What kind of year will 2012 be?   Many expect 2012 to bring about the end of the world, perhaps because they mistakenly think of Mayan or Hindu cosmologies as linear rather than cyclical. Those people who predicted the Doomsday scenario on December 21, 2012 after interpreting the ending of the Great Cycle of the
Mayan Calendar would no doubt jump at the chance to remind us that the Mayans predicted that this whole cycle of civilization which has lasted 5,125 years comes to an end on the Winter Solstice, 2012.
It’s interesting to note that in China there is no such prediction about the world ending in 2012. On the contrary hundreds of years ago diviners in China predicted that the Nation will in fact become prosperous and peaceful in 2012.
Chinese Dragons in particular are considered to be Divine, mythical creatures. In ancient times Emperor’s power was represented by the emblems of celestial Dragon. In the present day the Dragon is still considered a mystical being, therefore a karmic sign. It means that in 2012 we can anticipate great things. Dragon years are action driven and are times for major initiatives. Dragon years favour progress, but opportunities do need to be taken when they arise. In this fast moving year there is no time to waste. For astronomers, this can be a highly significant year- as exciting new finds will be made. There will also be a major development in the area of transport. Usually the Year of Dragon portends a fortunate, happy and joyful period, especially for Dragon people. The Dragon constellation, in fact, is accorded the honour of being the guardian of the Eastern sky and traditionally it’s supposed to bring in the Four Blessings of the East: wealth, virtue, harmony and longevity. People and business around the world that had difficult times over the last few years look forward to dragon year, as the good luck it brings is both a timely and much needed reprieve.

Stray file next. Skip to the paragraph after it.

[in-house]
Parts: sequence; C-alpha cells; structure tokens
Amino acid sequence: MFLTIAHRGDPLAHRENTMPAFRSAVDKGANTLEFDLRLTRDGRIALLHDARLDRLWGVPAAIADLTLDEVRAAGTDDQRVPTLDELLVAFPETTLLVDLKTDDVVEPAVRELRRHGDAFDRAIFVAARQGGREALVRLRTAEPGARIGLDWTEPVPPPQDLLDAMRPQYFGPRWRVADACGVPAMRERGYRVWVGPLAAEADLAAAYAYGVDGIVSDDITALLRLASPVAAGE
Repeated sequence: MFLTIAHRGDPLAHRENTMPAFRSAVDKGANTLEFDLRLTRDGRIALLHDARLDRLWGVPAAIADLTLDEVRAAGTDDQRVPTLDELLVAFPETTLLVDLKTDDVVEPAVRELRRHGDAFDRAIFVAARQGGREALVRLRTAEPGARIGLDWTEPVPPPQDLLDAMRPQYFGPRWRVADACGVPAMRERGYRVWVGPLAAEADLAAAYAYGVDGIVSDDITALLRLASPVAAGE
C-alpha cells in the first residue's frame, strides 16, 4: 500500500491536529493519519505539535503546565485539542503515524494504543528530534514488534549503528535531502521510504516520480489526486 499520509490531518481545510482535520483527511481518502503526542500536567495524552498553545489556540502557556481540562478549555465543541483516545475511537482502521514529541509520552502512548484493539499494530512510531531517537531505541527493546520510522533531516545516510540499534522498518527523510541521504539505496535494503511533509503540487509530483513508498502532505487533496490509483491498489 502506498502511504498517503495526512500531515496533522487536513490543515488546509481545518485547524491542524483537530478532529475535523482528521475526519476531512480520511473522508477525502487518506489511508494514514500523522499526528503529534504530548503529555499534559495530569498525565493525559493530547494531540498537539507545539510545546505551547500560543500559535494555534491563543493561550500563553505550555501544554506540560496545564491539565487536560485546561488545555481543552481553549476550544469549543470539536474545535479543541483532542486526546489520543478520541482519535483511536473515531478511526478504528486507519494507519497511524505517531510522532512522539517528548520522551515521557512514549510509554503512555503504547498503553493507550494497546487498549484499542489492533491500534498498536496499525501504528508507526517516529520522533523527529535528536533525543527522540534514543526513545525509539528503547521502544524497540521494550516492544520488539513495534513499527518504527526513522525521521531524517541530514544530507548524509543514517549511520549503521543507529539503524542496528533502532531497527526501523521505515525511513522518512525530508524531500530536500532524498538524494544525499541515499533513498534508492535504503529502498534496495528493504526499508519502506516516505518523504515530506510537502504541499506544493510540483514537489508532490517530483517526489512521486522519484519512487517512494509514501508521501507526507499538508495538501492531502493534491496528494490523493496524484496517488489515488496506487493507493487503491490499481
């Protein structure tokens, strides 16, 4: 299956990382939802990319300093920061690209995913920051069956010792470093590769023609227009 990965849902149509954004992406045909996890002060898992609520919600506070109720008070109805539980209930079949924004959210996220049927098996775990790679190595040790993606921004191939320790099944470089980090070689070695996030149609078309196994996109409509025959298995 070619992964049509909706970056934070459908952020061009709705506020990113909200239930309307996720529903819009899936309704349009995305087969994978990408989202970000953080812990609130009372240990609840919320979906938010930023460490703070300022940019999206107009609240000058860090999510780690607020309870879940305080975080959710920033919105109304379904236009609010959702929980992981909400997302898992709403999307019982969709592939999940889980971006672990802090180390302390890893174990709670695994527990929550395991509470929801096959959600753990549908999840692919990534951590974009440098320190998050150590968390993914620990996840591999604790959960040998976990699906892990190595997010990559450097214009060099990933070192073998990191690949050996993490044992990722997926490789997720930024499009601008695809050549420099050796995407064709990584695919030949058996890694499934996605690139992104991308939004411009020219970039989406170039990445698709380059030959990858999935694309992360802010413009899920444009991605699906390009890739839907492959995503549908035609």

On the cautionary note, however, there will be spectacular successes as well as notable crash and burn failures. Regardless of your sign, there will be significant upheavals in 2012. Soaring stock markets, natural disasters, and noteworthy, cultural and political developments will be more the norm than the exception.
We all know that water covers 2/3 of our planet & comprises 85% of our bodies; we simply cannot function without it. In Chinese element theory, water produces wood, which signifies growth and is the natural element of the dragon. The dragon governs east/southeast, wealth accumulation and the hours of 7 a.m. - 9 a.m. Associated with thunder, lightning and arousal, the Water Dragon personifies creativity at its best.
This is the Water Dragon year and the Dragon mainly contains the Earth; yet Earth and Water are opposite elements. From this we can deduce that some bad news might happen. This year will be marked by a natural catastrophe very early on. Not only could there be earthquakes and volcanoes erupting in various parts of the World but the whims of the weather system may also play havoc in certain regions.
As the Water Dragon year is a strong sign of Water the bulk of natural disasters will be related to water, flood, hurricane, rain, ocean, rivers or mud. It is interesting to note that the nickname of Dragon in Chinese astrology is Water Dam. That implies Dragon can hold Water and make it quiet.

To grasp the enormity, the scale of events that might occur in 2012, here are few accounts of things that had transpired on the previous Water Dragon year, 1952:
 -In February young Elizabeth II was enthroned Queen of the United Kingdom, beginning her long reign lasting to this date.
- In 1952 the United States introduced two of the most destructive weapons in history, the hydrogen bomb and the B-52 bomber.
- Dragon Year Children are always prized. Here’s an example of the last water dragon births: World leaders include Vladimir Putin and Lee Hsien Loong.
Craig Newmark, founder of Craig’s List, who has revolutionized the world of advertising, was born in the Year of the Dragon.